“Come.”  He led her to the bed, untied the sash of her gown, and slipped it from her shoulders.  She was wearing only her shift beneath.  She lifted her arms as he removed it, and reached for him as he drew back the bedcovers and lowered her to the mattress.  But he did not joiner her there immediately.  He crossed the room to lock both the door into the corridor and that into the dressing room.  He shrugged out of his heavy silk coat and stepped out of his buckled shoes but did not stop to remove the rest of his clothes.  He unbuttoned his breeches and went down into her reaching arms.
He could read well the needs of her body.  He had carefully taught himself the skill many years before. And he was familiar with Anna’s body after more than three months of almost daily intimacies.  He knew that foreplay was not what she needed now.  She needed to have him inside her.  He freed himself from the fabric of his breeches and put himself there, firm and deep.  She sighed and almost immediately relaxed beneath his weight and his penetration.
She needed him in her for as long as he could keep himself there.  He could sense that need.  In some strange way she was not aroused and did not want or need to be brought to climax.  She needed his body, his closeness.  His body instinctively recognised her need and set about satisfying it.  He stroked into her slowly, reaching deeply and carefully inside her – he had been loving her with shallower strokes lately, conscious of her pregnancy.  But he knew that she needed depth today.  She moaned with every inward thrust.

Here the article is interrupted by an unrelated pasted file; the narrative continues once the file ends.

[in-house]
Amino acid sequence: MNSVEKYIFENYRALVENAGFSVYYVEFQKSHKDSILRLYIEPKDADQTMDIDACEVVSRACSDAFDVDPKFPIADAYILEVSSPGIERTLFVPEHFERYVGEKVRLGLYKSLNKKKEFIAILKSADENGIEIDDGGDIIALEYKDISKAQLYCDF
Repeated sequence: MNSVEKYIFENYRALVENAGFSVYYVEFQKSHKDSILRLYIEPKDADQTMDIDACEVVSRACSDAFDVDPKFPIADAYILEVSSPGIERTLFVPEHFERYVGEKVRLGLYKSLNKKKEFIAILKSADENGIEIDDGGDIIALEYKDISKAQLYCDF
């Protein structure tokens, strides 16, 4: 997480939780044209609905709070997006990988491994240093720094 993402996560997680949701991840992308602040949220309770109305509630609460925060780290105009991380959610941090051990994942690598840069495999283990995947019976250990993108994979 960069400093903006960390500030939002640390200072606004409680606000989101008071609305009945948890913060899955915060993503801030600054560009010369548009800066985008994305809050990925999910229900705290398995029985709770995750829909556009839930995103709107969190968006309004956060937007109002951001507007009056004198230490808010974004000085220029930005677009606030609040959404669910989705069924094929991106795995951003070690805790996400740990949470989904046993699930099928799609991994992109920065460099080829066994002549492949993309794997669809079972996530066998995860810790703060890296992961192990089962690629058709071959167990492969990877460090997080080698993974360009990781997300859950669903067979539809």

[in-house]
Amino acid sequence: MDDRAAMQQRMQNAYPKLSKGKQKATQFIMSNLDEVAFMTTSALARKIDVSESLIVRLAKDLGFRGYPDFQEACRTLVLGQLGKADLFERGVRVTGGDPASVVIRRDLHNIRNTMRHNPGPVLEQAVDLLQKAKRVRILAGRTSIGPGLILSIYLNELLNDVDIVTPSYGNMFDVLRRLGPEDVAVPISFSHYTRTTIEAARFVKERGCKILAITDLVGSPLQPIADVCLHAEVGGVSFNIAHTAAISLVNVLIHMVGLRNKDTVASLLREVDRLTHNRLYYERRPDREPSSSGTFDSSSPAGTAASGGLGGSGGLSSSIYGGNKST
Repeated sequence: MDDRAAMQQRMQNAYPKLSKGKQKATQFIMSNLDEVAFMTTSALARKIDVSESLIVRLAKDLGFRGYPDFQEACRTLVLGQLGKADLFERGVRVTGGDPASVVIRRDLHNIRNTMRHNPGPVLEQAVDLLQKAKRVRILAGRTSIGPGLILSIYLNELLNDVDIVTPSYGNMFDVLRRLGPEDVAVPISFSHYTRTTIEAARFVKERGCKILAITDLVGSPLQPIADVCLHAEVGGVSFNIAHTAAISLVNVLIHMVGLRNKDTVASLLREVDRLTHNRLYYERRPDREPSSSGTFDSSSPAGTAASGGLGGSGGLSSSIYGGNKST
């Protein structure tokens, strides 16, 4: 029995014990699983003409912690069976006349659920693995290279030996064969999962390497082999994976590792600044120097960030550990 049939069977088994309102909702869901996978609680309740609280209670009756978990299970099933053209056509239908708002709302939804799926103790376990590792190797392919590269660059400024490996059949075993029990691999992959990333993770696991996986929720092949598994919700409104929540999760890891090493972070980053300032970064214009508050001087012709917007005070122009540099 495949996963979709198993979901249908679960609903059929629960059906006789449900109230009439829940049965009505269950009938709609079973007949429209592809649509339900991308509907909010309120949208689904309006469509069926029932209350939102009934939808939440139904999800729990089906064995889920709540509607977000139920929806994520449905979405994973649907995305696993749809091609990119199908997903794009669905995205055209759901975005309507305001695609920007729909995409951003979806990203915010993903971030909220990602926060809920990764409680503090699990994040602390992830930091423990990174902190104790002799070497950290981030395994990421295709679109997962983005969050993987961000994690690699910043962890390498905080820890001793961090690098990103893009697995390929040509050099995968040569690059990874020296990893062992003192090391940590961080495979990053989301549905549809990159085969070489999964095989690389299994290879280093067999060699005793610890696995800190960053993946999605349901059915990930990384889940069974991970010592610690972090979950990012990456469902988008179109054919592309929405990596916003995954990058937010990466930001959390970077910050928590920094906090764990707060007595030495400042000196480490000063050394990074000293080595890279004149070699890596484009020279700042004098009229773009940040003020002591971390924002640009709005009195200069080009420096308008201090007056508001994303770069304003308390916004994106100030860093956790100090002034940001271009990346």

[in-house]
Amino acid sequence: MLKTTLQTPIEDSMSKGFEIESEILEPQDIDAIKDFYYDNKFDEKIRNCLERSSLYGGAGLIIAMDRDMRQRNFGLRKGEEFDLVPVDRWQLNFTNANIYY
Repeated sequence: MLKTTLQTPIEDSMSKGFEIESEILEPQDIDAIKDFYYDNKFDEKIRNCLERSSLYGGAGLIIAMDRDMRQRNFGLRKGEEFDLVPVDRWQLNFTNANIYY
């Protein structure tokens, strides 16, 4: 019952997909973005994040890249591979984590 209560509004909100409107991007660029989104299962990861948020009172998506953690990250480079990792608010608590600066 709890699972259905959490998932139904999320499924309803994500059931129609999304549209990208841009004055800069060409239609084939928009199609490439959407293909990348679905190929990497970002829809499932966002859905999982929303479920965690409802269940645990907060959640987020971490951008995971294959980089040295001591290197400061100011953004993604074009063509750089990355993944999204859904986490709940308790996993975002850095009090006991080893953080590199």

She seemed quite oblivious to the fact that someone came into her dressing room and knocked quietly, first on her sitting room door and then on the bedchamber door.  She did not even seem to hear when Henrietta called her name softly and then tried the handle rather hesitantly. He set his mouth wide over hers to absorb the sound of her moans until he heard the outer door of the dressing room close again.
He gave himself to her for as long as he was able before his control went and he spilled into her with a sigh.  But he kept his arms firmly about her after he had turned her onto her side against him and lifted the bedclothes so that they almost covered her head.  She pressed her face into the silk of his waistcoat at his shoulder and wrapped her arm about his waist.  He smoothed one hand lightly over her hair and felt her slipping slowly and deeply into sleep.
He stared over the top of her head at the window.